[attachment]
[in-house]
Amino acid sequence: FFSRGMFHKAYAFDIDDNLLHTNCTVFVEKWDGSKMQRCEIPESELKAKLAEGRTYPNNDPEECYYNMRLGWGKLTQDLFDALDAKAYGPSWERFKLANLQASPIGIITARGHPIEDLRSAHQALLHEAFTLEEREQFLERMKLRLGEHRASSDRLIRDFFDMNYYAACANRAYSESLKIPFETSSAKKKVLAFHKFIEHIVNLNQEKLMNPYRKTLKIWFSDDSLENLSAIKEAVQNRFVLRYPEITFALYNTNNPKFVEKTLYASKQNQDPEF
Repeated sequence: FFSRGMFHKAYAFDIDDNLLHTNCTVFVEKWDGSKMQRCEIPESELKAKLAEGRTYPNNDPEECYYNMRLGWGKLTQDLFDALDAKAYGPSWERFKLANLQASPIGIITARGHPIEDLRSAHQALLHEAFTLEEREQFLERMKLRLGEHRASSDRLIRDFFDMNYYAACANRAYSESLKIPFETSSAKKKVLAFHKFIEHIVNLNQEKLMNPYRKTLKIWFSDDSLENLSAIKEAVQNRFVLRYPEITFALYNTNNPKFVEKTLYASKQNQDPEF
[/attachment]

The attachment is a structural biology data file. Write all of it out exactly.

[in-house]
Amino acid sequence: FFSRGMFHKAYAFDIDDNLLHTNCTVFVEKWDGSKMQRCEIPESELKAKLAEGRTYPNNDPEECYYNMRLGWGKLTQDLFDALDAKAYGPSWERFKLANLQASPIGIITARGHPIEDLRSAHQALLHEAFTLEEREQFLERMKLRLGEHRASSDRLIRDFFDMNYYAACANRAYSESLKIPFETSSAKKKVLAFHKFIEHIVNLNQEKLMNPYRKTLKIWFSDDSLENLSAIKEAVQNRFVLRYPEITFALYNTNNPKFVEKTLYASKQNQDPEF
Repeated sequence: FFSRGMFHKAYAFDIDDNLLHTNCTVFVEKWDGSKMQRCEIPESELKAKLAEGRTYPNNDPEECYYNMRLGWGKLTQDLFDALDAKAYGPSWERFKLANLQASPIGIITARGHPIEDLRSAHQALLHEAFTLEEREQFLERMKLRLGEHRASSDRLIRDFFDMNYYAACANRAYSESLKIPFETSSAKKKVLAFHKFIEHIVNLNQEKLMNPYRKTLKIWFSDDSLENLSAIKEAVQNRFVLRYPEITFALYNTNNPKFVEKTLYASKQNQDPEF